Bollywood Review: Once Upon A Time In Mumbaai Dobaara

1157633_556814831022266_902611348_nStarring: Akshay Kumar, Imran Khan, Sonakshi Sinha, Chetan Hansraj, Sonali Bendre, Sarfaraz Khan, Pitobash Tripathy

Directed by: Milan Luthria

Director Milan Luthria returns to the gang-world of Mumbai, with a completely new cast, and a change of era. This time the ruler of the city is Shoaib, previously played by Emraan Hashmi, but now replaced by a bigger name, Akshay Kumar. Shoaib spends a lot of his time hiding out in Oman, but when one of his own men plot to kill him, he returns to his city to deal with the matter himself. He has a chance encounter with Jasmine (Sonakshi Sinha), and falls in love, however he’s not the only one with feelings for the wannabe actress. One of his own, Aslam (Imran Khan), becomes his rival over affections of Jasmine.

The weak link between the previous Once Upon A Time… film and this one annoys me quite a bit. The story would work perfectly well on it’s own, I don’t see the need to associate it with another film. There isn’t really any need for the character to be the same, and there’s barely any consistency to it. Emraan Hashmi and Akshay Kumar are very different, and they play the character differently as well. I do think the story is fairly decent, but nothing exceptionally original. Stripped down, it’s just a love triangle with a fair bit of violence, and even then, it’s not very violent or action packed for a gangster film.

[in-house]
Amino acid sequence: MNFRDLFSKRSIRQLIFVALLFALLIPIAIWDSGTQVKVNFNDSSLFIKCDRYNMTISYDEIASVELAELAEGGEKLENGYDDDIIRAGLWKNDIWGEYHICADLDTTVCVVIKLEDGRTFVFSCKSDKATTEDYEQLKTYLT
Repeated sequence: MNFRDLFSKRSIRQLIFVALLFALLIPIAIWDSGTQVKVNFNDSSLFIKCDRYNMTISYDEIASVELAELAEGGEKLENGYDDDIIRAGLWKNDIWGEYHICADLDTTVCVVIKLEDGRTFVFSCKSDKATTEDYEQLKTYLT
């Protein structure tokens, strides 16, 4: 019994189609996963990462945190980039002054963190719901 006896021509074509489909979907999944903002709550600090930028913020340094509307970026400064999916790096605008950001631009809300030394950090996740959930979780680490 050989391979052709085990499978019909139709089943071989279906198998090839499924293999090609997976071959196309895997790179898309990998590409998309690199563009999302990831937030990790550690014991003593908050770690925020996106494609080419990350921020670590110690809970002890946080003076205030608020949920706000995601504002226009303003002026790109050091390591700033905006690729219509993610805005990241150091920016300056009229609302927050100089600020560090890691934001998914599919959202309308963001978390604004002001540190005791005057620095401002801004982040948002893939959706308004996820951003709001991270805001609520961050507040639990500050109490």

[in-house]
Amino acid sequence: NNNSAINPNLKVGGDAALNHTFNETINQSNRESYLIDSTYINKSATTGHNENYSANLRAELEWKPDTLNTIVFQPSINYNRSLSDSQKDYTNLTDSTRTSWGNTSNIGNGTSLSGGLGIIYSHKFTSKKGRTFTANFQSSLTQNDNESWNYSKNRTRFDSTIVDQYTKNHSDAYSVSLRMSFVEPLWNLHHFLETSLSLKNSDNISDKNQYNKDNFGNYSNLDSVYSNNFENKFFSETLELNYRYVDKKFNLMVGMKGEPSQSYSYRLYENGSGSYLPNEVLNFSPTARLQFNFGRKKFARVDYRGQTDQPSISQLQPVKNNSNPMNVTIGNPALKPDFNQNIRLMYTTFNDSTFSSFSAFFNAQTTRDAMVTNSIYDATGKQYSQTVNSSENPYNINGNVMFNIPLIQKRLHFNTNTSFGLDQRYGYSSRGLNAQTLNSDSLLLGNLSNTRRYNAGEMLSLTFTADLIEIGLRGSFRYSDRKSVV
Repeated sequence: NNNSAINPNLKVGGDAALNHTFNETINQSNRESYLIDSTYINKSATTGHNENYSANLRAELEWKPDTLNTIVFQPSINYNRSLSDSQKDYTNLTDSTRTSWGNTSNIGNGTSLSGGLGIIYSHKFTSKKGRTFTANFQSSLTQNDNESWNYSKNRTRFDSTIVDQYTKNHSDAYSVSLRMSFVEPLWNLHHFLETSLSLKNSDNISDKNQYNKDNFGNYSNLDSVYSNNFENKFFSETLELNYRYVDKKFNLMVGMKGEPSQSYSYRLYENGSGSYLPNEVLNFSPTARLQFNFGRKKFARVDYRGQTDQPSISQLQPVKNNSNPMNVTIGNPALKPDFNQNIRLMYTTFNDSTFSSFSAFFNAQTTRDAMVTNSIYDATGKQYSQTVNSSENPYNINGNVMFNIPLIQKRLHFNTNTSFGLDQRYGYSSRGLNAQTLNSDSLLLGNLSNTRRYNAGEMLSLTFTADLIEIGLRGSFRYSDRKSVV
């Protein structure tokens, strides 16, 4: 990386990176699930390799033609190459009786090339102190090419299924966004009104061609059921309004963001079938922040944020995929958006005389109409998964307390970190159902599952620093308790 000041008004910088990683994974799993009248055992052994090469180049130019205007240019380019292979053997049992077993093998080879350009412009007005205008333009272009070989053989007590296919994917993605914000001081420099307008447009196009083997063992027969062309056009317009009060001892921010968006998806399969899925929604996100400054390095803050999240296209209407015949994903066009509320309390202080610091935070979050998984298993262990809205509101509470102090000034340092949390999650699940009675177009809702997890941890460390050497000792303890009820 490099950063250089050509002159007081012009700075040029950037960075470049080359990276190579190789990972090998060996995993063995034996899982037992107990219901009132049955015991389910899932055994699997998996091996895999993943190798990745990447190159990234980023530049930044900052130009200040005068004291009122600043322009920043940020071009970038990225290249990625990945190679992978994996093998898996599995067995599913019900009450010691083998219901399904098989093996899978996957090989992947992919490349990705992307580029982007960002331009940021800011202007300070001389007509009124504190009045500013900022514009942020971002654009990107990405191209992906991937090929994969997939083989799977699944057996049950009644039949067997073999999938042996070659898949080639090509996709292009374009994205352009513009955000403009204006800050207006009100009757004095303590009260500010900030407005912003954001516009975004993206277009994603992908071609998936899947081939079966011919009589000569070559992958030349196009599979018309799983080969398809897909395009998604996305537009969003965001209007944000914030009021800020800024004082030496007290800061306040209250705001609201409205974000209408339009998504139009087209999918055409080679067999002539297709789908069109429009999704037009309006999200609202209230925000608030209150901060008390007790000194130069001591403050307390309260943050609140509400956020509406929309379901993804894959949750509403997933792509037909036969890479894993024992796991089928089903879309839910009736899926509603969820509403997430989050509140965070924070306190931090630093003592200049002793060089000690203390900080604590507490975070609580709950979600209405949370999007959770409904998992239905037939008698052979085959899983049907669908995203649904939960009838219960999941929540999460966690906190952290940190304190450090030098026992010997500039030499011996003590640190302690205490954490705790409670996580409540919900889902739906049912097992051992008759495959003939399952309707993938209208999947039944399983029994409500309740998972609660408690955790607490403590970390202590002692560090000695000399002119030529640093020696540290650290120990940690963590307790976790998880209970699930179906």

Akshay Kumar spends a lot of the time hidden behind his sunglasses and a moustache, which is perfectly fine with me. At least he’s not playing one of the ridiculous comedy characters he’s been doing a lot of recently. Imran Khan also has a moustache for the film, because everyone did in the 80s. (I’m guessing it’s set in the 80s, it’s never actually clarified). His performances are getting better, I think. It’s possible there is still a future for him as an actor, if he keeps improving and makes the right choices. I’ve grown to like Sonakshi Sinha a lot since Lootera, which I think stopped me from finding Jasmine annoying, but actually rather endearing. She’s quite air-headed, because apparently women just weren’t intelligent back then, but I think Sonakshi does a good job, despite how the role was written. And she can act! I just really hope she doesn’t go back to doing more Dabbang type roles. It’s really good to see Sonali Bendre acting again, even though it was a short role, and it wasn’t clear what her actual relationship with Shoaib was.

I quite liked the music of the film, even the revamped version of Tayyab Ali, though it wasn’t much fun to watch. I don’t know what went wrong, but maybe doing typical Bollywood song-and-dance numbers just isn’t something Milan Luthria is good at. Yeh Tune Kya Kiya was more enjoyable to watch, but quite poorly edited, which is a shame because it has some really good shots. Chugliyaan was kind of too much like the picturization of Yeh Tune Kya Kiya, though it’s a good song. I don’t like Tu Hi Khwahish at all, though as a song it made more sense to have then Bismillah, which is an okay song, but it’s terribly placed. There was absolutely no need for it, and seemed like a last minute addition.

A good story and good music is all you really need for at least an enjoyable Bollywood film, and Once Upon A Time in Mumbaai Dobaara delivers on that front. It could have been better thought out and better put together, but at least it’s entertaining. It’s unfortunate it’s releasing in the shadow of the more-successful-than-it-should-be Chennai Express, as it deserved a better chance at the box office.

 Once Upon A Time in Mumbaai Dobaara is out now.


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